Wildflowers successfully grow in outdoor spaces of all sizes! You can benefit wildlife by sowing wildflower seeds in window boxes, patio pots, borders, lawns, or in large areas.
Native wildflowers look lovely and attract helpful pollinators to your garden – great if you grow fruit and vegetables! In addition to insects, birds and mammals will appreciate the food wildflowers provide, plus the breeding and nesting opportunities offered by their foliage.
Learn how to plant wildflower seeds and start offering nature a home in your outside space!
What are the different types of wildflower seeds?
There are three main types of wildflower seeds:
Annual wildflower seeds – colourful, showy and quick to establish, annual wildflowers live fast and die young. By using all their energy to give a big burst of long-lasting blooms in their first year, plants will set seed then die. Annual flowers will not reliably reflower in following years without maintenance.
Biennial wildflower seeds – flowering and producing seed only in their second year, these plants will then die like an annual variety.
Perennial wildflower seeds – less showy than annuals and slower to establish, perennials boast the same wildlife benefits. A low-maintenance choice that’s ideal for larger plots, plants bloom year after year with a display that gets better and better. You’ll notice native varieties, including oxeye daisies and yarrow, popping up in roadside verges with no nurturing.
When to sow wildflower seeds
First of all, always check the recommendations on your seed packets. In general, wildflower seeds can be sown at two times of the year – from March to April or during September.
Where to sow wildflower seeds
Wildflowers appreciate relatively poor-quality soil, growing well where other plants cannot. Sow your wildflower seeds in a sunny, open area, where your plants will receive a lot of light.
Got a shady spot? Seed mixes designed for shade contain varieties that thrive in low light, such as campion and columbine, adding colour where you need it most.
How to sow wildflowers
Simply scattering wildflower seeds on the ground doesn’t give great results, so preparation is key!
Wildflowers can be sown in containers or in gardens of all sizes! You only need a few simple steps for success – moist, weed-free soil with good drainage and lots of sunlight.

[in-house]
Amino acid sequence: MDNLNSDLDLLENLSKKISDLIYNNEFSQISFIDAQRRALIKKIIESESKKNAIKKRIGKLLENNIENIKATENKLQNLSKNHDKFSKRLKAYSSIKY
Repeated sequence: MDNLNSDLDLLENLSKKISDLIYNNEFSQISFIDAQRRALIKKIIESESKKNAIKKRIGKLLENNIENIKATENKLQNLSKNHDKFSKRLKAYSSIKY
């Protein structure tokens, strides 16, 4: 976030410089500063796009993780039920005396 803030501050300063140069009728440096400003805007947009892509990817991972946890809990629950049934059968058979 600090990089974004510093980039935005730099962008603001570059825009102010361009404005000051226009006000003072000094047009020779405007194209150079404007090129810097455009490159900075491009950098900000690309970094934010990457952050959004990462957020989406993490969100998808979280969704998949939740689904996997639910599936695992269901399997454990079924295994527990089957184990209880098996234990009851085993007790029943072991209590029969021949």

Sowing in containers
Choose a pot with drainage holes and add a layer of grit or small stones to the bottom. Almost fill the planter with a mix of garden soil and peat-free compost, leaving 3cm at the top. Sprinkle the seeds in a thin and even layer across the surface. Cover with a few millimetres of sieved soil or vermiculite. Place your planter in a sunny area and keep the soil moist.
Sowing in borders
Choose sunny area of the garden and prepare the soil by removing any weeds and raking the surface flat. Sprinkle your seeds thinly and evenly across the surface, using about 5 grams of seed per square meter. Rake the soil again and firm it down gently by treading. Water and keep the soil moist whilst your plants establish.
Sowing in lawns and larger areas
Wildflowers won’t thrive in existing lawns. The highly-fertile soil encourages vigorous growth in grasses, which smother all but the most tenacious weeds. Start by clearing the turf, remove any deep-rooted weeds and rake the soil surface level.
For the best results, we recommend sowing approximately 5 grams of seed per square meter. To sow, walk across the area scattering seeds as you go, aiming for even distribution, before raking over the soil. Walking back over the sown area will help the seeds bed-in. As with any sowings, you’ll need to keep the soil moist until the plants are established.
Unable to clear the grass? Yellow Rattle is a great native wildflower for suppressing the growth of grasses. Clear a few patches of soil and sow this amazing annual for a natural way to convert grassland to meadow!
How to care for wildflowers
Wildflowers thrive in poor soil, so using compost or fertiliser merely encourages grasses to grow. Like most plants, wildflowers need moisture to grow, so keep the soil watered – especially in hot weather. Remember to check for grasses and weeds regularly and remove them before they set seed and spread.
How to maintain your wildflowers
After flowering, wildflowers will set seed in autumn and it’s important to wait for this to happen. After they have set seed, the area should be mowed and all cuttings removed. This reduces soil fertility, providing the right conditions for your wildflowers to re-germinate and thrive. Leave the cut stems on the ground for up to 7 days, to allow the dried seeds to fall out. Trampling or rolling the area will help distribute the seeds more widely and help them bed down into the soil. You can cultivate and/or reseed in September or March – both new and existing wildflower seeds thrive in disturbed soil.
Create a year-round wildflower wildlife haven
Why not leave the faded flowers and foliage uncut for as long as possible, ideally until late winter? The dead plants offer a wildlife haven during the coldest months. They provide a habitat for small mammals and insects, including the chrysalises of the coming summer’s butterflies. Simply mow the area in early spring to give the new shoots the light and air they need to succeed.
Now you know how to plant wildflower seeds!
Whether you’ve got a large garden or a patio pot, we have a wildflower seed mix for you! Get the best expert advice on sowing and growing wildflower seeds in our blog.